Travel & Fun

Beasty Ruins & Off piste Strips 

Second to the beaches of Crete (which we are yet to visit due to the rough weather) are the ancient ruins of The Palace of Knossos the largest preserved Minoan site in Greece, just 5KM southeast of the Capital Heraklion, it was a must on our trip. The Minoan Civilization were the first advanced civilisation in Europe, they left behind incredible buildings, beautiful art and complex writing systems. Believed to have been abandoned in the Late Bronze Age, this structure in its peak was the ceremonial and political centre of the Minoan era.

There is a lot of rich history around Knossos, we had hoped to arrive at 2PM when the crowds would have died down a little, unfortunately it seemed everyone had the same idea on this dreary Sunday! We chose to purchase two standard tickets (15 Euros per person) to allow us entry into the place area. A private 90 minute tour will set you back 160 Euros for 2 people for 90 minutes! My understanding is for an additional 18 Euros per person you could have had an audio tour, and to be honest if we were to revisit the site, we would definitely do this option. It was amazing walking around the areas which were open (a lot was closed due to ongoing excavation and preservation) however with very little signage, it made it hard to absorb the true magnitude of events believed to take place here.

It clearly sits as the most visited archaeological site in Crete for a reason, mostly known for its famous connection to; The Minotaur. Many of us heard in school the child friendly version of this story (go and look up the real story now!) And all know that the Minotaur, was held in a labyrinth. But did you know this labyrinth is believed to be in the palace at Knossos. We had hoped on entering the inside of the palace this is what we had been queuing for, sadly it was a large and empty hall instead. Depending on what information you read and believe, there is no labyrinth, it was myth, but when you enter this sacred ground to view the palace you cannot help but feel you want to believe.

After our tour we took to the standard tourist shops opposite, to hear a little more about the history and look to find some suitable family souvenirs!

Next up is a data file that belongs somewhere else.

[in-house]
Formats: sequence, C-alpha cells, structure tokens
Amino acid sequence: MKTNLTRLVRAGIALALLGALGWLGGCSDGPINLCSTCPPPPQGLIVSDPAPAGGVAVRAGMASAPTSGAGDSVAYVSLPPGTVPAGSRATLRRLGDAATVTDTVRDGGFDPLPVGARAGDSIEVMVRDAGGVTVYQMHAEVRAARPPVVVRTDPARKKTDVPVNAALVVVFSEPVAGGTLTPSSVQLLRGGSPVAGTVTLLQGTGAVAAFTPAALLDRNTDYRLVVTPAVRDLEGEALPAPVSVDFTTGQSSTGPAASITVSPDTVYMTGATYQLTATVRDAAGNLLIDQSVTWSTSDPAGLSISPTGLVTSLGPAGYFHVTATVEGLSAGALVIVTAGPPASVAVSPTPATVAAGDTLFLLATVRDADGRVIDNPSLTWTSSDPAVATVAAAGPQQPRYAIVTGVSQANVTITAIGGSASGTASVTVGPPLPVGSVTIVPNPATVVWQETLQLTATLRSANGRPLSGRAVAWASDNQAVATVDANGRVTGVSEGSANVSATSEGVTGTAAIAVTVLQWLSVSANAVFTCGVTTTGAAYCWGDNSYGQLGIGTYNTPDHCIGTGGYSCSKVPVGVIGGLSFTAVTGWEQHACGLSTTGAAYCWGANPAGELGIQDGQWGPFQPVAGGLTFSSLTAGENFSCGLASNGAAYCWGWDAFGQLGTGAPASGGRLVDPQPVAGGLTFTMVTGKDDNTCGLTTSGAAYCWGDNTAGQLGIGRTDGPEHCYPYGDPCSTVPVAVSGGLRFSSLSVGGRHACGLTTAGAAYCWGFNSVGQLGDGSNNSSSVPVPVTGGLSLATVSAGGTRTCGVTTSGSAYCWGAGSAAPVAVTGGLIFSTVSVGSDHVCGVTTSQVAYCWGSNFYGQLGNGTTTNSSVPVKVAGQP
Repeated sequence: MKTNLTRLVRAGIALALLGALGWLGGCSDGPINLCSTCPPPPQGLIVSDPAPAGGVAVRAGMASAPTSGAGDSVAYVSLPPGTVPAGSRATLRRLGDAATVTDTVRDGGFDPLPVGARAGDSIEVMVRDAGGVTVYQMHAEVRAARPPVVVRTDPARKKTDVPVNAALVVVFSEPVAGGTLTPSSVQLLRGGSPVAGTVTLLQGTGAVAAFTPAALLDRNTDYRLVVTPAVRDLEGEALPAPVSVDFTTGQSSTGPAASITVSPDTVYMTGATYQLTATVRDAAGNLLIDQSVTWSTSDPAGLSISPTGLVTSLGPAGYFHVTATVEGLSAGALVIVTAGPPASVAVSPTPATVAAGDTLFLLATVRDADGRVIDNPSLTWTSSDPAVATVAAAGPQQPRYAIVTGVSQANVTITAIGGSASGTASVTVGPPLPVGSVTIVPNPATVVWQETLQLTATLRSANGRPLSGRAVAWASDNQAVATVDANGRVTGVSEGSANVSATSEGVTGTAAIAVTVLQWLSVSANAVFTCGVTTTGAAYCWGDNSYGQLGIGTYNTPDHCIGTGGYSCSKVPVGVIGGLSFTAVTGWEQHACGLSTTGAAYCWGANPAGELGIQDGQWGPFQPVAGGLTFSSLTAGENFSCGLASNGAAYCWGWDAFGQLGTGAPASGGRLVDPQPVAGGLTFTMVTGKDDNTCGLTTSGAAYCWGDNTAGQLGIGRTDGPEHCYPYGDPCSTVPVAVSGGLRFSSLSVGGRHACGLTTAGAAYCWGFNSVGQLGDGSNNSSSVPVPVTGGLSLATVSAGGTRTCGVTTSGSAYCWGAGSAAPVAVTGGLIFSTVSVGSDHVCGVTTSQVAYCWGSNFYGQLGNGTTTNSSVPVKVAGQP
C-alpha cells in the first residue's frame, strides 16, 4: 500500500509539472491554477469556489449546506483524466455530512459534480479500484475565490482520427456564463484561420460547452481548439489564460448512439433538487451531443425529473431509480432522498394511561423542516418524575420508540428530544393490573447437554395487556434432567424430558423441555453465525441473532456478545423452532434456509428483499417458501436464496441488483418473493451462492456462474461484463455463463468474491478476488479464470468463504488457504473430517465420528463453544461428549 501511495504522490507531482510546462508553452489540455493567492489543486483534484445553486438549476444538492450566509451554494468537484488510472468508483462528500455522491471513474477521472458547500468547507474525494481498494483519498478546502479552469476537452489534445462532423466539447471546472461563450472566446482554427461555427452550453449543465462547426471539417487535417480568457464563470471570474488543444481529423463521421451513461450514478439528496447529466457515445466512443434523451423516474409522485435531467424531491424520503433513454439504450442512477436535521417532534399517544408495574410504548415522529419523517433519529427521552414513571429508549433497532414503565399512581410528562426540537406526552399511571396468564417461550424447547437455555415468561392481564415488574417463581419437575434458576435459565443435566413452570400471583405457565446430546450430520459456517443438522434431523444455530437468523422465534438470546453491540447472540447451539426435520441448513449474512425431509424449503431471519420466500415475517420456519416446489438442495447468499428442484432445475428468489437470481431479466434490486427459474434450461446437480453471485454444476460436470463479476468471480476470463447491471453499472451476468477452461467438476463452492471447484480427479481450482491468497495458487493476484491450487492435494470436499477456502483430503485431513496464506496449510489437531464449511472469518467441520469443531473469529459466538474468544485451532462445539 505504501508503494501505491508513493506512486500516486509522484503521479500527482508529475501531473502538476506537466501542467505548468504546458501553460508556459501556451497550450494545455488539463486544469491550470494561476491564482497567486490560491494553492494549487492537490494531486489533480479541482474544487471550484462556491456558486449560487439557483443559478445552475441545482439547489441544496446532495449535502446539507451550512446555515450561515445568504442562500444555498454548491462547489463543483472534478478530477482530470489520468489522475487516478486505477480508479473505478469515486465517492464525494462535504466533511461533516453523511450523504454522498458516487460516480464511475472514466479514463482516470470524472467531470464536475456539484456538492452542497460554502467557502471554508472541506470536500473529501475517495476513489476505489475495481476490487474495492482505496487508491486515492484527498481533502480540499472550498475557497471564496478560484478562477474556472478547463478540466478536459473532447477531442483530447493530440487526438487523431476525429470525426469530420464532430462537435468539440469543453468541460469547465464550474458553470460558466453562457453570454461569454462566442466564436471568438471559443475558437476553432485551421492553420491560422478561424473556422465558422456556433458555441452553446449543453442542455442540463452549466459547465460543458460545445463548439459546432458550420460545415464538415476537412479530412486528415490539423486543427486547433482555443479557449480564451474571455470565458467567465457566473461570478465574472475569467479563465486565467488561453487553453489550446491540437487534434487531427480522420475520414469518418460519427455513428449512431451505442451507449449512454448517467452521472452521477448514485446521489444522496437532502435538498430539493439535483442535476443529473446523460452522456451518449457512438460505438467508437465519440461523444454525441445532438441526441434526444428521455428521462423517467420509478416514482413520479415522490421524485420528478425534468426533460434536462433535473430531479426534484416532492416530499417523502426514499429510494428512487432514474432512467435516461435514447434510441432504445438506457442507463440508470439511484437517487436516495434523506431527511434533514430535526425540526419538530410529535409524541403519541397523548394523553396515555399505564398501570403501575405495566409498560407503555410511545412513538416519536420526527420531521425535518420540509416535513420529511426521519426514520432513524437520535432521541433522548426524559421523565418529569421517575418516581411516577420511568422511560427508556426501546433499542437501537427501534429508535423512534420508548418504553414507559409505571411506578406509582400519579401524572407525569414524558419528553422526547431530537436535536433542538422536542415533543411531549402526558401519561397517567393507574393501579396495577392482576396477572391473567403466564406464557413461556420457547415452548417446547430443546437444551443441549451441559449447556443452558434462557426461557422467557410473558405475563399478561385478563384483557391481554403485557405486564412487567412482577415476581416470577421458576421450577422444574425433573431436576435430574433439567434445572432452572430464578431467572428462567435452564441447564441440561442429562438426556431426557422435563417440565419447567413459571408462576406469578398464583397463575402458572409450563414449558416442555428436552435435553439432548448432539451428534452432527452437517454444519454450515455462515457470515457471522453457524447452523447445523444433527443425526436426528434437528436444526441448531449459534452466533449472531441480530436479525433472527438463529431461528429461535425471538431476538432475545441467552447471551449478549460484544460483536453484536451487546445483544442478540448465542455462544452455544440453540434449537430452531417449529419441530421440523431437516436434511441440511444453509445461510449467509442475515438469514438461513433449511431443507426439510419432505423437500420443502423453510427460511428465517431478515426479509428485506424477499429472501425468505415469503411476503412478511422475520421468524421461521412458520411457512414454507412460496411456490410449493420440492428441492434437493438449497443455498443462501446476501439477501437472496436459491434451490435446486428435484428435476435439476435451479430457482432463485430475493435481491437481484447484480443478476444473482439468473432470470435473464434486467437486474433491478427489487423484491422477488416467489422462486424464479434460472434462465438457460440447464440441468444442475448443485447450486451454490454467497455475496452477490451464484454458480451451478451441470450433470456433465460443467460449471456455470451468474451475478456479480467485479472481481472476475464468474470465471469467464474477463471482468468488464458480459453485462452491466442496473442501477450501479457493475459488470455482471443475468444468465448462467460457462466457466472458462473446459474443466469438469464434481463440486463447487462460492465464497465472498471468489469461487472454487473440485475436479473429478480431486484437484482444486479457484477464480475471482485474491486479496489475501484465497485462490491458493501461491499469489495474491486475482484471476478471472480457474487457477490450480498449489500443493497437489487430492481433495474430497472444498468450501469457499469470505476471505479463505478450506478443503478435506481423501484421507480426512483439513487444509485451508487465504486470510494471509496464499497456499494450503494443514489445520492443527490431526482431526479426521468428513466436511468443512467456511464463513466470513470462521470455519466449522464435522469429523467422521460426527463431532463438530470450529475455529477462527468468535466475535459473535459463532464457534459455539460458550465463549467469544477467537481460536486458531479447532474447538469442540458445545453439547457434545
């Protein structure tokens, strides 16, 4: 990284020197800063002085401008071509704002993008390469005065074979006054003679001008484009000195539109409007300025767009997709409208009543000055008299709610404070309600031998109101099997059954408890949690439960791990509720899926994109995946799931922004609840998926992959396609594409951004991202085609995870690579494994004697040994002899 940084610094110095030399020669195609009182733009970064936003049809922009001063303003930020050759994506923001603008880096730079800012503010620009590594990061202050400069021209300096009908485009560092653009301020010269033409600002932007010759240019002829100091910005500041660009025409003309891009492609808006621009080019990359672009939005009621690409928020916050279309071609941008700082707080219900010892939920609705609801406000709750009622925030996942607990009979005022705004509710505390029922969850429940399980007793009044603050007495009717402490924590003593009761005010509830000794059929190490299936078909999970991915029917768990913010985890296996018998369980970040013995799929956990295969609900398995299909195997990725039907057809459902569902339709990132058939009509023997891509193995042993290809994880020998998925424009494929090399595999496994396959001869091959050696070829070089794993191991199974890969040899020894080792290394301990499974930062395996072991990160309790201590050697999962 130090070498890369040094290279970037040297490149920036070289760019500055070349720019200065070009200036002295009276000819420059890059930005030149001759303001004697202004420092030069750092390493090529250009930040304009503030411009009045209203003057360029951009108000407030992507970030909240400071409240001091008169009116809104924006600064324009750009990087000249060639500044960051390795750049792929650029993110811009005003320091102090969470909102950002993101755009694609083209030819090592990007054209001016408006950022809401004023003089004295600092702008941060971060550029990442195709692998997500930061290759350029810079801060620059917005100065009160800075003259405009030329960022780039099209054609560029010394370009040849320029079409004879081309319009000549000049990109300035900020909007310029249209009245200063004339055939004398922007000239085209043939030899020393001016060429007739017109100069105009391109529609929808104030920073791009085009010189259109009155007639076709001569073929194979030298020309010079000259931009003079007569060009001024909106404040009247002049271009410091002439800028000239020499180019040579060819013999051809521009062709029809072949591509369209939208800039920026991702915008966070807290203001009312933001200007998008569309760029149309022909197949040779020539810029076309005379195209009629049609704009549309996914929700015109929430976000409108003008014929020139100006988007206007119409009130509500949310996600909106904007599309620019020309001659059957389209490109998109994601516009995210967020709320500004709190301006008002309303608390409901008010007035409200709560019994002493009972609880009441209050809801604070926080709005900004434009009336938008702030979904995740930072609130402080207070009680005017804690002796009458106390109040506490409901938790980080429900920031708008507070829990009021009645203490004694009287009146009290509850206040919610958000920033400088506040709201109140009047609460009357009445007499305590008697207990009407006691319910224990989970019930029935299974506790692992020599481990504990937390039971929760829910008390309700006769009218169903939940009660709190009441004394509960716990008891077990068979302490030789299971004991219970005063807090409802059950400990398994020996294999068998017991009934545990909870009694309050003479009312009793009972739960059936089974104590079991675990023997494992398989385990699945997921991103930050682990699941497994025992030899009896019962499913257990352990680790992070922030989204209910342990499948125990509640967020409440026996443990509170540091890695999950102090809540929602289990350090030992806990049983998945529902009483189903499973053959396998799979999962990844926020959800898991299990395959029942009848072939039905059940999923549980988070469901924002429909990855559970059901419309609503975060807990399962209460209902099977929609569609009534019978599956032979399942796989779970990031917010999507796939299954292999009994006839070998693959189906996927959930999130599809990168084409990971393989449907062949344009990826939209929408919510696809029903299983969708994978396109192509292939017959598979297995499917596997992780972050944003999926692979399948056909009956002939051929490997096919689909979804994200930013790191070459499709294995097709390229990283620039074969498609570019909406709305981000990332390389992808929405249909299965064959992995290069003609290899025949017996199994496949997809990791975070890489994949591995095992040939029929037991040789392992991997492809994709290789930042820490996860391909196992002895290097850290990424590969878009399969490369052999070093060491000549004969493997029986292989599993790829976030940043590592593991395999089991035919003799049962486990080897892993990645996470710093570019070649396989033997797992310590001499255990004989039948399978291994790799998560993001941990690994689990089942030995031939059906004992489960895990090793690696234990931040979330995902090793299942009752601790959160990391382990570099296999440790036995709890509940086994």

After our ancient exploration we needed some…food! So we headed to Gazi, and suburb of Heraklion we had visited on our arrival (because I was in charge of directions and got it wrong!) Gazi seems to be very geared for the hot lazy days of summer Crete offers, with mini marts, cafés, taverns and tourist shops. We took a stroll down to the beach, sadly the recent storm had caused quite a battering to the beautiful beach, but it was easy to imagine what it would be like on a calm day. We had done some earlier research of a Taverna we had driven past under my ill advised directions earlier in our stay. And we ended up at Kritiko Spiti a charming restaurant situated midway on the main road of Gazi. The lady who served us our fabulous meal (baked feta and sundried tomatoes, tzatziki, bread, olives, and a pallet cleanser!) was exceptionally kind and on the ball, despite being busy. A definite must if you find yourself in Gazi.

When we headed home we felt so full we couldn’t just sit down, where we are staying has breath-taking views but little in terms of spots you can walk to from our house. However we had seen a cross lit up a few nights ago and so decided to walk down our road to find the most beautiful monastery Agia Fotini with beautiful ocean views, incredible architecture and wonderful sense of peace as you stepped upon the holy ground. Something we are learning quickly about Crete is the most beautiful gems are often hidden away, and it is well worth an exploration off the beaten track to find them. 

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